Canadian Small Retail Businesses Optimistic About Growth
Published: October 15, 2018
Despite 2018 bringing new challenges and uncertainties to the Canadian small- and medium-sized business (SMB) community, eBay Canada's annual ‘SMB Optimism Index’ report reveals that optimism among small retailers is on an upward climb, hitting 76 points – a consistent one-point-per-year increase since the Index launched two years ago.
The report, which explores business growth trends, challenges, and opportunities among Canadian retail SMBs, reveals that those who export are among the most optimistic, scoring 79 points on the Index. Nearly half (47 per cent) of exporting retailers project their export sales will increase over the next five years (13 per cent anticipating a significant increase), and they are far more likely than their non-exporting counterparts to believe that there are new market opportunities for their business, both international and domestic (79 per cent versus 49 per cent, respectively).
Selling specifically to the U.S. plays a critical role for retail SMBs, with a quarter of exporters reporting the majority of their sales coming from our neighbours to the south, and the rate of SMBs exporting to the U.S. increasing by 50 per cent since last year (57 per cent versud 38 per cent in 2017). Further, though the report was fielded before the United States-Mexico-Canada Agreement (USMCA) was finalized, it is clear that Canadian retail SMBs value a continued trading relationship with three-quarters (74 per cent) of respondents believing that a trade deal with the U.S. is at least of some importance to the success of their business; jumping to 87 per cent among those who currently export.
Key To Unlocking Growth Opportunities
“Exporting is key to unlocking growth opportunities, and technologies like eCommerce and global marketplaces like eBay are democratizing global trade like never before – there is good reason for increased optimism among the Canadian SMB community,” says Andrea Stairs, general manager of eBay Canada & Latin America. “Given its size, proximity, and similarities to Canada, the ability to tap into U.S. market demand is particularly vital for Canadian SMBs looking to scale.”
While 54 per cent of SMBs believe increasing exports is important for continued business growth, the vast majority (93 per cent) cite challenges to selling internationally. Shipping costs (50 per cent), efficient shipping options (34 per cent), trade policies and tariffs (30 per cent), and Canada's cross-border trade relationship with the U.S. (30 per cent) were cited as the most common barriers. Further, out of all general businesses challenges cited by SMBs, the only issue that increased in probability in 2018 was exporting barriers and border policies.
“As an enabler of international trade, eBay Canada has long been an advocate for reducing the frictions faced by SMBs looking to engage in the global economy,” says Stairs. “Canadian retail SMBs are thinking globally and have the tools and technology available to them to reach customers around the world, but some fundamental infrastructure and policy issues persist that constrain their ability to participate in global trade.”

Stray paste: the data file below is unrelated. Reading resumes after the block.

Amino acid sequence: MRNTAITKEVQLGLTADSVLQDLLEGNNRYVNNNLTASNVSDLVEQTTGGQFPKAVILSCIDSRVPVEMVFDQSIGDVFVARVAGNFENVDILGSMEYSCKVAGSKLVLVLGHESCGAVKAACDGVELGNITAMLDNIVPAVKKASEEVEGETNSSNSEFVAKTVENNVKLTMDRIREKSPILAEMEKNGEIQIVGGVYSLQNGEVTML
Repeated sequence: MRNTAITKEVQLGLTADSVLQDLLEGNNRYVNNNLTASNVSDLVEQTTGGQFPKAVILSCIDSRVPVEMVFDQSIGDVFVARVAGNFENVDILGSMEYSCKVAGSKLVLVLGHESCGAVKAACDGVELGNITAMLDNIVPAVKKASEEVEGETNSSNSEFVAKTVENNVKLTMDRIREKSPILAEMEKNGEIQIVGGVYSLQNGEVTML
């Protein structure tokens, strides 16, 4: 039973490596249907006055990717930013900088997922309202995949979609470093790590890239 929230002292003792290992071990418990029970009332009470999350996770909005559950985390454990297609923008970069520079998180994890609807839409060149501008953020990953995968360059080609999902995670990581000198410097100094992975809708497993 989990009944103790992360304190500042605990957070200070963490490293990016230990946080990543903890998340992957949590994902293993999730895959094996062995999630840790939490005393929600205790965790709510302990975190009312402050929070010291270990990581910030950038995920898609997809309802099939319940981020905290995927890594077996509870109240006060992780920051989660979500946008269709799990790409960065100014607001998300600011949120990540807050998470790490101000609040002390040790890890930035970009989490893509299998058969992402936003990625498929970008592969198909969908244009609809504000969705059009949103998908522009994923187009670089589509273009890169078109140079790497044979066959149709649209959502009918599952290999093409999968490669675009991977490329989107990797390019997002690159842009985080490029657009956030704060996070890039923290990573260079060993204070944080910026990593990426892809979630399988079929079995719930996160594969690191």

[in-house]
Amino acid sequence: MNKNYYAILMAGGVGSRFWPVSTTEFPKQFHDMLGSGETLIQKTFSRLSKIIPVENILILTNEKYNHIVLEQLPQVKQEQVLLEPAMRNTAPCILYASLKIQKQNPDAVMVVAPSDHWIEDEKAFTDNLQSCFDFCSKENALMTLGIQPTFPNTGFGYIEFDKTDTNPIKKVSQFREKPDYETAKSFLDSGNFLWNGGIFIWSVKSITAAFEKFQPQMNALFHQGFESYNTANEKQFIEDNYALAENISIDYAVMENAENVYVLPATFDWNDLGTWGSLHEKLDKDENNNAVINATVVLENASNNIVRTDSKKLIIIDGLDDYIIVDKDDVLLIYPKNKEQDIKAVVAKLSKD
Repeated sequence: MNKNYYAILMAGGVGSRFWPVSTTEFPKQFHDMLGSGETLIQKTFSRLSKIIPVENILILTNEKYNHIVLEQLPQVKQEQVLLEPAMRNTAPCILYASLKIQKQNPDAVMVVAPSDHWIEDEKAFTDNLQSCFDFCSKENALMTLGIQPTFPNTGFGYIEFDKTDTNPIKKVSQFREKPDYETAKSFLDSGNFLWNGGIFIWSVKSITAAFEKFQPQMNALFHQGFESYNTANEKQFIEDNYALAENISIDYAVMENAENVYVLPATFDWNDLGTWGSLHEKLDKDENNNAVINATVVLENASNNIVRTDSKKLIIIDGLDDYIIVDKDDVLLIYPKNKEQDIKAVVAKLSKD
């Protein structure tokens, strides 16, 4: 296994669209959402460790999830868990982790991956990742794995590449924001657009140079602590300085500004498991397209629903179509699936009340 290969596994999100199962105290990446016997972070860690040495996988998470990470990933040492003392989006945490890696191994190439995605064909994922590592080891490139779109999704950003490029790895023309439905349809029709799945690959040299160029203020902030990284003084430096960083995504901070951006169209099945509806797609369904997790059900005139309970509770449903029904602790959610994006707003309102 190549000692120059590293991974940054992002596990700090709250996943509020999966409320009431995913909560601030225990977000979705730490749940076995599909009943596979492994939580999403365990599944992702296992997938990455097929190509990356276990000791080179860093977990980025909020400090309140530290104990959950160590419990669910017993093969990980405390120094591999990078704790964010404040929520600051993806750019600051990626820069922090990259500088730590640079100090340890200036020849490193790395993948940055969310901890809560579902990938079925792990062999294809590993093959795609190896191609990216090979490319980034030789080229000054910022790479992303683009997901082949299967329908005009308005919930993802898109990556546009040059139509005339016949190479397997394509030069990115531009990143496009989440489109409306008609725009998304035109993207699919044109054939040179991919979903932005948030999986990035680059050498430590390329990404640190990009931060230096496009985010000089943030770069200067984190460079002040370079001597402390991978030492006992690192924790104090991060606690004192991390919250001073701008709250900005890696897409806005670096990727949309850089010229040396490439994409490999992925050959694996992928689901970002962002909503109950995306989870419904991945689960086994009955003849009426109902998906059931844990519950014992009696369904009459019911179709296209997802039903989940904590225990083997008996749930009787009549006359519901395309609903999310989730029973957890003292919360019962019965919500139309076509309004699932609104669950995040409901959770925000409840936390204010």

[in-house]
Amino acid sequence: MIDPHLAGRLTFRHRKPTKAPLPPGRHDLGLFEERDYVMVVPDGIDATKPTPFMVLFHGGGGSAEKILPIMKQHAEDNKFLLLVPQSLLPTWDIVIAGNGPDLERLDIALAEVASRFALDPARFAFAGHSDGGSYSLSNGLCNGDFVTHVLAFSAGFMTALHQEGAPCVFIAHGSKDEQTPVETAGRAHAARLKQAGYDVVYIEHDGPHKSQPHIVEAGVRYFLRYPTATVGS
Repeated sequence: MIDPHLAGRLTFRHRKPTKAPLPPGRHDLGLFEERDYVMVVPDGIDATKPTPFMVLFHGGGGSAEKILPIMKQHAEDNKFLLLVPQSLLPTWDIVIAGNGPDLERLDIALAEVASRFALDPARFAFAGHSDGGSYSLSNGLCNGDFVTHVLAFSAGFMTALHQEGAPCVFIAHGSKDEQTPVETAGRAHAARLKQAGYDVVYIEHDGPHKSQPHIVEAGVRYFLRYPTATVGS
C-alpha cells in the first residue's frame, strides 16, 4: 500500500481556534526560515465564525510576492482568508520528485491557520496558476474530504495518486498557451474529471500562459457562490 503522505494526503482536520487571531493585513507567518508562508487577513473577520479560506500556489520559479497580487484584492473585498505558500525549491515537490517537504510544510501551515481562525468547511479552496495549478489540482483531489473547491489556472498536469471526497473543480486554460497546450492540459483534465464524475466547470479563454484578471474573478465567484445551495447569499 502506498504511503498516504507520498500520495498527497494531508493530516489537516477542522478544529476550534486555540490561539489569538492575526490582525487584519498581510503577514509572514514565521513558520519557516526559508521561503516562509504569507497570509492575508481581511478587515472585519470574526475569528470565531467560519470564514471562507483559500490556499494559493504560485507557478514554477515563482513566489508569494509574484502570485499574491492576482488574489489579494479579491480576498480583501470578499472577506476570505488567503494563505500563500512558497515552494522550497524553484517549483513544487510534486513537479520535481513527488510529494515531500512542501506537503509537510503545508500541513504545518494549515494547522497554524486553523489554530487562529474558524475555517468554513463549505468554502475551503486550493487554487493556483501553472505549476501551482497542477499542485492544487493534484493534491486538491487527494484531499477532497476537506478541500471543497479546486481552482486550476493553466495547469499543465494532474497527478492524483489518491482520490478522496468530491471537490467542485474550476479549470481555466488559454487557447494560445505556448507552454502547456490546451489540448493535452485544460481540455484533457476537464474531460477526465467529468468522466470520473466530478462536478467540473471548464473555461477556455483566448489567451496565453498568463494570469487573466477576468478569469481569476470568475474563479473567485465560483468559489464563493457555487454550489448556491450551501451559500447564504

Optimism Varies Across The Country
British Columbia is the most optimistic province, with an Index score of 80 and the biggest increase since last year (up six points from 2017). The Prairie provinces saw the largest decline in optimism this year, with Saskatchewan and Manitoba dropping to a score of 71, and Alberta dropping to 68. Rural-area businesses gained three points to 77, now on par with urban and suburban respondents' optimism score.
Overall, exports for Canadian retail SMBs has doubled year-over-year, with 57 per cent of businesses currently selling internationally. Nearly half (47 per cent) of exporting retailers project their export sales will increase over the next five years; 13 per cent anticipating significant increases, and only eight per cent anticipating a decrease.
The U.S. continues to grow as Canada's largest export market; there was a 48 per cent increase in the number of retail SMBs exporting to the region from last year alone. Of those businesses currently exporting, one quarter see the majority of their sales coming from the U.S., with retail SMBs projecting similar rates for 2019. Some of the most likely to export to the U.S. include businesses located in Ontario or in urban areas, and entrepreneurs under the age of 35 or born outside of Canada.
The majority (54 per cent) of retail SMBs see increasing sales to markets outside of Canada as important for growth, but 93 per cent cite barriers to expanding exports globally.
Top export barriers cited include shipping costs (52 per cent), lack of efficient shipping options (34 per cent) international trade policies (30 per cent) and U.S. trade relations (30 per cent).
SMBs have many challenges in terms of growing their business in general, but the only one that increased in probability since 2017 was exporting barriers and border policies.
Strong Optimism Among eBay Sellers
Retailers that sell on eBay scored higher on the Optimism Index than those that don't use the online marketplace (80 versus 75, respectively). According to eBay Canada sales data, 99.9 per cent of SMBs export, and to an average of 18 international markets. eBay sellers are more likely than those who don't use the platform to believe that their export sales will increase over the next five years (60 per cent versus 40 per cent, respectively). As well, eBay sellers are twice as likely as non-eBay sellers to indicate that international sales are performing well for their business (64 per cent versus 26 per cent). Two-thirds (70 per cent) of eBay sellers currently export to the U.S., versus 39 per cent of non-eBay sellers.
For more information on the ‘SMB Optimism Index,’ visit eBay